Within something like two minutes of meeting NPIRL'er Gary Hazlitt, I realized that I am going to want to warm my toes by the heat of his knowledge and - importantly - his marketing prowess... often and a lot.
It is so very rare to find someone who is, at once, technically expert and savvy/hyper-innovative in the area of user-friendly branding. It isn't for nothing that Australia's 11-island The Pond (or BigPond) - which he masterminded and lead-created for Australia's communications group Telstra - is experiencing 12K+ visits a week (see Tateru Nino's analysis), and is the highest rated brand in Second Life.
Even more endearing is the fact that Gary is a ginormous supporter and believer in the power of the Not Possible in Real Life (NPIRL) concept, and integrates it into his builds in fun, approachable and unexpected ways.
The spice on Gary (aka Gary Hayes IRL):
* Sydney-based, born a Brit, lived in the U.S.
* Director of the Australian Laboratory for Advanced Media Production (LAMP)
* Heads up Virtual Worlds for the UK-based The Project Factory
* ...is a busy blogger on SL and its culture, as well as role-playing which he says is a "big fascination of mine atm"
* Is an advocate and has a passion for creating rich organic
* Makes cool vids
* Is a musician and composer, having created music for film, radio, tv and self-expressed albums
Here are some highlights of what Gary had to say when, for a change, I actually kept my fingers quiet and listened and, dear readers, for you folks who want to learn something about marketing in the metaverse, this is the smartest - albeit basic - 101 you are going to find on how to get it right from the get-go:
"I have been talking about over-representation for a long time ;-) - hence my interest in NPIRL. In other words too many malls, real world architecture, etc, etc.
I have just posted a simple thesis on wikipedia about how the environment can help nurture inhabitants in SL to really dream and create their own fantasies, but most importantly share stories and experiences through places with total immersion.
There are 5 levels and most of the great places in SL, especially the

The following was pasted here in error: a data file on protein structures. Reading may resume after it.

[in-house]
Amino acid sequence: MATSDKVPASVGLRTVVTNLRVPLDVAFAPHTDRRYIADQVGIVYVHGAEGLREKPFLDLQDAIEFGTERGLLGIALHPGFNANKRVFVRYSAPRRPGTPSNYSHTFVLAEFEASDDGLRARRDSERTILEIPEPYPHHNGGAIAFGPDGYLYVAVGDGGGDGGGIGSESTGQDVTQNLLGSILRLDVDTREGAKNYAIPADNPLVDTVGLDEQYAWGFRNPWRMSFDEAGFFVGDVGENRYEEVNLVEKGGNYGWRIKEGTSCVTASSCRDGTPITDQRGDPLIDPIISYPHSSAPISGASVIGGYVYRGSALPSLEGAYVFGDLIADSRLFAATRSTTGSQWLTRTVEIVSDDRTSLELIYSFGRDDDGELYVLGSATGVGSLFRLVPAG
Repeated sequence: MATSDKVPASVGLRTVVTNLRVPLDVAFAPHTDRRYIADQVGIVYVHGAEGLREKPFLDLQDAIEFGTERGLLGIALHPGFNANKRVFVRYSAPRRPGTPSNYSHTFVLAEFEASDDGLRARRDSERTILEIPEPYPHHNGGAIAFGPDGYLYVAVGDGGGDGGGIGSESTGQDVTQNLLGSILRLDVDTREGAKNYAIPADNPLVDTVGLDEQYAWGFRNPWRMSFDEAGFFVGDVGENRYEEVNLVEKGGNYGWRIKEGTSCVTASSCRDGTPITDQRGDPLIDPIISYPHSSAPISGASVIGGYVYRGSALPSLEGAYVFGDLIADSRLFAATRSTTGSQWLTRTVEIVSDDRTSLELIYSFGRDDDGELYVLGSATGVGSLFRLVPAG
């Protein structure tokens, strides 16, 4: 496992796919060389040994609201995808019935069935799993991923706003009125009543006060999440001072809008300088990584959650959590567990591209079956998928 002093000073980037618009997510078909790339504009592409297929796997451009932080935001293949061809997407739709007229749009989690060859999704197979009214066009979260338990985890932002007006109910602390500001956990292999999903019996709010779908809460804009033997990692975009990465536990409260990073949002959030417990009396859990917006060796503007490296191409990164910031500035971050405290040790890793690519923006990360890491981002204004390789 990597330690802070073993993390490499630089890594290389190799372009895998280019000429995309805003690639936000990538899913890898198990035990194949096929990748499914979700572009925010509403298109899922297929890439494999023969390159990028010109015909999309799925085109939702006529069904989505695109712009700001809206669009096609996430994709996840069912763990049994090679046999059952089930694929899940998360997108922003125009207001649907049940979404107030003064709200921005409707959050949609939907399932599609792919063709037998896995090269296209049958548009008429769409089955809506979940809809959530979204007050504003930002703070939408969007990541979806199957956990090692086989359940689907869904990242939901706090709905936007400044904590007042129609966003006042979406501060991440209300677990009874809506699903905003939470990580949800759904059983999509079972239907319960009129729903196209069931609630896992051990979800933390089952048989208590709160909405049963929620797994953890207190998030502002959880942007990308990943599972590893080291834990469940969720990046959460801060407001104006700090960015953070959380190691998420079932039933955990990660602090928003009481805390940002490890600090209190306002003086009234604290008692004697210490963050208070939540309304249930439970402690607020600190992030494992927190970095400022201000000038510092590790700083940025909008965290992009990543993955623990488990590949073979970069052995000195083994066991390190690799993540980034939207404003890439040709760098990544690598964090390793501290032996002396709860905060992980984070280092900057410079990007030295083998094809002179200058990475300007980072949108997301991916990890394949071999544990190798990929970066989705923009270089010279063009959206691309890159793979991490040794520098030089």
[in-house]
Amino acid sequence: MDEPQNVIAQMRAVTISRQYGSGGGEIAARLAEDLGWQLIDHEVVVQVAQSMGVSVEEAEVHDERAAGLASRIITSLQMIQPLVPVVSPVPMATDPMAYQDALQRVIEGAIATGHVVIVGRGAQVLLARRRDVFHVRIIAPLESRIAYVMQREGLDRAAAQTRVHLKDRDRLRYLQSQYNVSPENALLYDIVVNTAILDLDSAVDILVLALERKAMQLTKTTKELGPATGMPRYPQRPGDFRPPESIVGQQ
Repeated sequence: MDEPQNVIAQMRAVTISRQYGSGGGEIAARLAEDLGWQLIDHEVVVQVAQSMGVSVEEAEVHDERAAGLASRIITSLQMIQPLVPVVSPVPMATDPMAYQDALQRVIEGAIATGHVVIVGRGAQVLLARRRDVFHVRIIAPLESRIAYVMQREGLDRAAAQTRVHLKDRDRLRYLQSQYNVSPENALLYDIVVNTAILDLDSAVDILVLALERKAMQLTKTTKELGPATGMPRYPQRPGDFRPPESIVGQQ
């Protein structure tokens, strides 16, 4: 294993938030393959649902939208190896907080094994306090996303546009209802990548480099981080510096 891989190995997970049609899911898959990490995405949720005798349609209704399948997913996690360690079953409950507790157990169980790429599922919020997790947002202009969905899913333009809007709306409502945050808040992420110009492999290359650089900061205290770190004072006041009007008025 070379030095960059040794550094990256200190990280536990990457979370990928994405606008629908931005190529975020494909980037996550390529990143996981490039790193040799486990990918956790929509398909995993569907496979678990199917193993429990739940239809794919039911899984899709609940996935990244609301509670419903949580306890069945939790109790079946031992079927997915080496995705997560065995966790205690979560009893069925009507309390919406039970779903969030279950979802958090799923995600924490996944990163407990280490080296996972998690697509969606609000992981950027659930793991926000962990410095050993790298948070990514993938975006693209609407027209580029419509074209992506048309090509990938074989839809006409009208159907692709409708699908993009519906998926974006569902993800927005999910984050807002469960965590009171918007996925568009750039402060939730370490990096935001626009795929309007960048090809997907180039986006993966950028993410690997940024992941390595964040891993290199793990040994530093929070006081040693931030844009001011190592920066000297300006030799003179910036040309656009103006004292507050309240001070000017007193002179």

NPIRL ones, exhibit levels 3 and 4 where the environment itself has character and leads you into your story mode.
Greenies is a great example, albeit a frozen moment. I am always trying to create fantastical and dynamic (things) so (they are) slowly morphing and exhibiting a different character and sensation at any given moment. Every time you go back you have a slightly different experience (and are) always able to uncover something new.
(I) suppose that is the organic side to it... layers of depth to get under the surface; very few places like that but it should be, as creators, our goal to create things that feel like they have been here for years and centuries, even if they feel contemporary.
I am a good friend of DanCoyote's (Antonelli) and his works have that sense of organic... of being created from the virtual earth... and are timeless vs - spits on the floor - copies of RL!"
* PAUSE while this blog poster and yours truly thinks to herself: OMG, this guy sooo gets it!
"(RL) has its place as I have to do lots of corporate builds, too, and although I would love them all to be floating, moving, spacious, ethereal - you have to create the equivalent of the vanity boardroom and such... that being a metaphor for things noobs from companies can recognise at the start."
* PAUSE while this blog poster lowers head, genuflects and utters "amen"
"(We are) happy for people to drop in and - here is a main point with NPIRL type builds - is that they should be responsive to comment. (Important) that the builder and creators agree with the inhabitants who visit that any piece can be changed (to some extent) so it becomes a work of the SL community, too.
We are very keen for folk to suggest changes, because we love to hear from those who have experienced it and say 'oh that would be great' or 'do this.' To me that is what the social network that is SL is all about... co-creation... so we really listen to comments and suggestions and mix that in with our intentions."
Over the next two weeks NPIRL members will have the pleasure of previewing two of Gary Hazlitt's new build environments and learning his thoughts on them.
P.S. After posting this, a couple of friends mentioned that my commentary sounded a bit suggestive. OH MY! Is it my fault that smart marketing makes me sizzle? Not hitting on Gary, no no no. :P